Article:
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Squatter crisis could force homeowners to take matters into their own hands if cops keep being reluctant: expert

NY Post
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Squatter crisis

NY Post

An expert has cautioned that the escalating squatter crisis, coupled with law enforcement’s hesitancy to address the issue, may result in frustrated homeowners resorting to vigilante justice as they feel they have no other recourse.

Shawn Meaike


Shawn Meaike, a 51-year-old real estate mogul, podcaster, and serial entrepreneur, emphasized the urgent need for revisions to lenient laws that permit squatters to occupy properties they do not own or rent.



Failure to address this issue promptly could compel exasperated homeowners to take matters into their own hands, stepping in where law enforcement falls short.



“I’m concerned, truthfully, that you push people too far,” Meaike said. “And if there is no law to protect them, what they’re going to do is not going to be a result that anybody’s happy with.”



“I don’t want it to happen,” the real estate and insurance giant said. “But something bad is gonna’ happen. And you’re going to start [seeing] articles on violent confrontations that could end up in severe injury or somebody’s death.”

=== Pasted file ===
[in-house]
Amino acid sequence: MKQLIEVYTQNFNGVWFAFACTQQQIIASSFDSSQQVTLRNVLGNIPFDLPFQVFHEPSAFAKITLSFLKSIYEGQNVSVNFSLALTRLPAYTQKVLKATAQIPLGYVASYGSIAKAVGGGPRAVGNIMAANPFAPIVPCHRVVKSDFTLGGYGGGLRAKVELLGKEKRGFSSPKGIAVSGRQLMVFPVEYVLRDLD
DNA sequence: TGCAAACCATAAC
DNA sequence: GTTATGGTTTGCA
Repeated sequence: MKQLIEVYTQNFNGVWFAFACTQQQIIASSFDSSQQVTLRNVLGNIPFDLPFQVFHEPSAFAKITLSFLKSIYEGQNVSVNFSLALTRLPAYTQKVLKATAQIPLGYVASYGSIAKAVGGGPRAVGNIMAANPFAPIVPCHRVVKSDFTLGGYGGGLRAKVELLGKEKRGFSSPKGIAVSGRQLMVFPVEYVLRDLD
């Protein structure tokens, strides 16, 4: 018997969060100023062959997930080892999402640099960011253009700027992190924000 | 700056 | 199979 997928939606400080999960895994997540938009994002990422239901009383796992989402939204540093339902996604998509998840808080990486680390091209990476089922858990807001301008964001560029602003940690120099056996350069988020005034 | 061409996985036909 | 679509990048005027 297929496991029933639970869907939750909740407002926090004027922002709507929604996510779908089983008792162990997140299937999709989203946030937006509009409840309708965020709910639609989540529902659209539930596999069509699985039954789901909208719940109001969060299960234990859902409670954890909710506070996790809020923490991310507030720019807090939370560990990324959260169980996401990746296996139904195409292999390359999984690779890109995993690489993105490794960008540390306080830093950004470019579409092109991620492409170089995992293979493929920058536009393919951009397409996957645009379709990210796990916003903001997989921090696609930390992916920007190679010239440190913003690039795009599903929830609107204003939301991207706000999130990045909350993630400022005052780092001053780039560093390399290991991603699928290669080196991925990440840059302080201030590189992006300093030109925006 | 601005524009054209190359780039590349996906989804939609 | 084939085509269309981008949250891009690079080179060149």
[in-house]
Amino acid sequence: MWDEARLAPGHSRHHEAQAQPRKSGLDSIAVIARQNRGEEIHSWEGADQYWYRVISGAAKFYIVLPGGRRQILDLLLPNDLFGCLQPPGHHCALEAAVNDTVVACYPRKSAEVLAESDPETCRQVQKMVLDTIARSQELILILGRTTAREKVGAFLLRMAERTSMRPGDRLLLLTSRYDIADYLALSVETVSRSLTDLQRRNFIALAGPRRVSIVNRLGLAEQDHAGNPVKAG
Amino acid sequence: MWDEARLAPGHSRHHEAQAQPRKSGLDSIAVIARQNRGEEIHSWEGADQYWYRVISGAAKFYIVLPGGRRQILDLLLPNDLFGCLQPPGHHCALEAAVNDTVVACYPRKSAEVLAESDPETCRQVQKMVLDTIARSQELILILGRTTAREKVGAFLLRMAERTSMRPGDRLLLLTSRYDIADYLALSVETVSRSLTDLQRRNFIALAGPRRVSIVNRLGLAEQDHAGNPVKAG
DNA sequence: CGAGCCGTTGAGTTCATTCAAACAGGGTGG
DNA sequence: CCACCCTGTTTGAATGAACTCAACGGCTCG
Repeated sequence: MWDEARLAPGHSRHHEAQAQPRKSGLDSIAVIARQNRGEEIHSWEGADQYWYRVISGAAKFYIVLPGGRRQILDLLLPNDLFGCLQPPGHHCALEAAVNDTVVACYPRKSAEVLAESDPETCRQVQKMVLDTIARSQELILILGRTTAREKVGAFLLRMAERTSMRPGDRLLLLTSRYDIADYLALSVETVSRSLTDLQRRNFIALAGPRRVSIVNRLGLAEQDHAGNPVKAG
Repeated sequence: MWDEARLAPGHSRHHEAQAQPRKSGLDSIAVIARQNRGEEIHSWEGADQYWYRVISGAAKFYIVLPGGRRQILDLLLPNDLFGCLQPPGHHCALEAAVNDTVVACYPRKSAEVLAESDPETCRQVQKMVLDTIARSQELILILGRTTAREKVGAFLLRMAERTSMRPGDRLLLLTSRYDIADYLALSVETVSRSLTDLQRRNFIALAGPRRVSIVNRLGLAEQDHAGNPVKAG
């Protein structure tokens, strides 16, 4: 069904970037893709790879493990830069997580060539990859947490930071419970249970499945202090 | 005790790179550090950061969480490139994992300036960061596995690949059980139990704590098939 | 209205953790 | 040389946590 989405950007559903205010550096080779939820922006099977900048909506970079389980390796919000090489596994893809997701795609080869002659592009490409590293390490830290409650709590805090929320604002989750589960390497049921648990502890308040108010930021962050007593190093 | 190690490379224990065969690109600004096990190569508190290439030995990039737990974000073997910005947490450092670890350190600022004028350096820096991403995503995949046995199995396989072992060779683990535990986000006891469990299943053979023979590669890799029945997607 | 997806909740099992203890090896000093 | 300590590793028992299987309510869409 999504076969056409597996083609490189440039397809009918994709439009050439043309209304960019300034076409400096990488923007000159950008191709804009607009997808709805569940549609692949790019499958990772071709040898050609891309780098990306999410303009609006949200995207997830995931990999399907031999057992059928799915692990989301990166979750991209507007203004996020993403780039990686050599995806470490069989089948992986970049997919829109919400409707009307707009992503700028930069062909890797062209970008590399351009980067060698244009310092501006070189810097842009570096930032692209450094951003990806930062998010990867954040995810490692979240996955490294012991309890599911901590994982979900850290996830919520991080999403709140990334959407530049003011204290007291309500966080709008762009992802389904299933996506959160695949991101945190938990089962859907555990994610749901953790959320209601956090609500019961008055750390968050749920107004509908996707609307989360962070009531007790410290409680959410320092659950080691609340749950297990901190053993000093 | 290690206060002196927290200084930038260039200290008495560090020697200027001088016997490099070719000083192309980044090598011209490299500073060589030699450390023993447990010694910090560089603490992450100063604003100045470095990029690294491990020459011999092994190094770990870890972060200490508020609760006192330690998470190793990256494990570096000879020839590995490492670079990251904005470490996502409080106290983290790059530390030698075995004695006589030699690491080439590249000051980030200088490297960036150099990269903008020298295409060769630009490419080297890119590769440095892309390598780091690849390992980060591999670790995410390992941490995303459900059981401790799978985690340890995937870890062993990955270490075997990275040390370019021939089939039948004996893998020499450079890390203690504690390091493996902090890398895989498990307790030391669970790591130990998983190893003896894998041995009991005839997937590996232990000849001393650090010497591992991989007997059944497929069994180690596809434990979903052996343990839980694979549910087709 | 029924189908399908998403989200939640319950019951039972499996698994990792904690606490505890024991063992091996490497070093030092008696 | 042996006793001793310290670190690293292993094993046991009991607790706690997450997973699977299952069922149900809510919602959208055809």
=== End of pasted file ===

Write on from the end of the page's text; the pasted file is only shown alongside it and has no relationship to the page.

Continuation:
Despite being a longstanding issue, real estate professional Shawn Meaike has encountered squatters infrequently during his 25-year career in the industry.



However, he has observed a noticeable increase in such incidents in recent times, particularly as high-profile cases, like the Queens man who unlawfully occupied a $1 million property in Flushing, garner public interest.

Illegal tenants


Whenever Meaike encountered illegal tenants, he found that the most straightforward resolution was to involve law enforcement by contacting the police. “The police didn’t question anything — you weren’t a tenant, you didn’t have a lease, you were gone.”

Limited alternative


In response to inquiries about the sudden exacerbation of the issue, Meaike suggested that some tenants resort to squatting due to limited alternatives. With soaring rental prices, escalating mortgage rates, and the increasing unattainability of property ownership for certain individuals, squatting may be viewed as a last resort for those facing housing challenges.

Frozen out


“There’s a lot of people who are literally frozen out — are there are a lot of options for them?” he asked.



“People get desperate,” he continued. “I know how difficult this market is for a lot of people. Listen, when it comes down to your survival, we’ll do about anything. Especially if we’re providing for children.”



However, not all individuals find themselves in such dire circumstances. There are those who may seek to exploit loopholes in lenient laws that make it particularly challenging to evict non-paying occupants, especially in the five boroughs. In these areas, a legal gap allows squatters to assert legal occupancy rights after merely 30 days on a specific property, a stark contrast to the 10-year requirement in most parts of New York State.